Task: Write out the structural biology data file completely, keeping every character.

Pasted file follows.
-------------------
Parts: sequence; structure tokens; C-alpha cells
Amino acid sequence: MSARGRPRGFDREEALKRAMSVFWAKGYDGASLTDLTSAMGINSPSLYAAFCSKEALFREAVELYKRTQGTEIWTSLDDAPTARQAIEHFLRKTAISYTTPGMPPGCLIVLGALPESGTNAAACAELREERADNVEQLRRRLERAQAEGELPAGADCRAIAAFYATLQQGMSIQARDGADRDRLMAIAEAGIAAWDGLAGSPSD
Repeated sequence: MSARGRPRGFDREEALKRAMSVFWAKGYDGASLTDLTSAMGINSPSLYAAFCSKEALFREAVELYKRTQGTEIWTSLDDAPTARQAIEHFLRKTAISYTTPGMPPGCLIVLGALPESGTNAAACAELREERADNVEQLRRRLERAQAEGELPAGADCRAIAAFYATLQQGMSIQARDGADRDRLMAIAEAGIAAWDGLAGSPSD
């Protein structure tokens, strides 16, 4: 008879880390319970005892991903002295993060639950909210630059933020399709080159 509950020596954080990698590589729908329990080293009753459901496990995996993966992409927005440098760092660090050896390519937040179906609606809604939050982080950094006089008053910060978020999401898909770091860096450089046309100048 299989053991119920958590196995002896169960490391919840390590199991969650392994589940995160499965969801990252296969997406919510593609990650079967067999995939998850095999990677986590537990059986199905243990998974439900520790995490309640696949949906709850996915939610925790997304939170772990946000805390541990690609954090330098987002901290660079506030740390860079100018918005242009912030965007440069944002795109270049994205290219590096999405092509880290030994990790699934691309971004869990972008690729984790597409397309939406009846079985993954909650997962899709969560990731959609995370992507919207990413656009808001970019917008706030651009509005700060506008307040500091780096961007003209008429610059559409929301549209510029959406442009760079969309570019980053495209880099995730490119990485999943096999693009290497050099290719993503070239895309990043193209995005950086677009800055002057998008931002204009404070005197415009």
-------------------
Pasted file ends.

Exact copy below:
Parts: sequence; structure tokens; C-alpha cells
Amino acid sequence: MSARGRPRGFDREEALKRAMSVFWAKGYDGASLTDLTSAMGINSPSLYAAFCSKEALFREAVELYKRTQGTEIWTSLDDAPTARQAIEHFLRKTAISYTTPGMPPGCLIVLGALPESGTNAAACAELREERADNVEQLRRRLERAQAEGELPAGADCRAIAAFYATLQQGMSIQARDGADRDRLMAIAEAGIAAWDGLAGSPSD
Repeated sequence: MSARGRPRGFDREEALKRAMSVFWAKGYDGASLTDLTSAMGINSPSLYAAFCSKEALFREAVELYKRTQGTEIWTSLDDAPTARQAIEHFLRKTAISYTTPGMPPGCLIVLGALPESGTNAAACAELREERADNVEQLRRRLERAQAEGELPAGADCRAIAAFYATLQQGMSIQARDGADRDRLMAIAEAGIAAWDGLAGSPSD
């Protein structure tokens, strides 16, 4: 008879880390319970005892991903002295993060639950909210630059933020399709080159 509950020596954080990698590589729908329990080293009753459901496990995996993966992409927005440098760092660090050896390519937040179906609606809604939050982080950094006089008053910060978020999401898909770091860096450089046309100048 299989053991119920958590196995002896169960490391919840390590199991969650392994589940995160499965969801990252296969997406919510593609990650079967067999995939998850095999990677986590537990059986199905243990998974439900520790995490309640696949949906709850996915939610925790997304939170772990946000805390541990690609954090330098987002901290660079506030740390860079100018918005242009912030965007440069944002795109270049994205290219590096999405092509880290030994990790699934691309971004869990972008690729984790597409397309939406009846079985993954909650997962899709969560990731959609995370992507919207990413656009808001970019917008706030651009509005700060506008307040500091780096961007003209008429610059559409929301549209510029959406442009760079969309570019980053495209880099995730490119990485999943096999693009290497050099290719993503070239895309990043193209995005950086677009800055002057998008931002204009404070005197415009």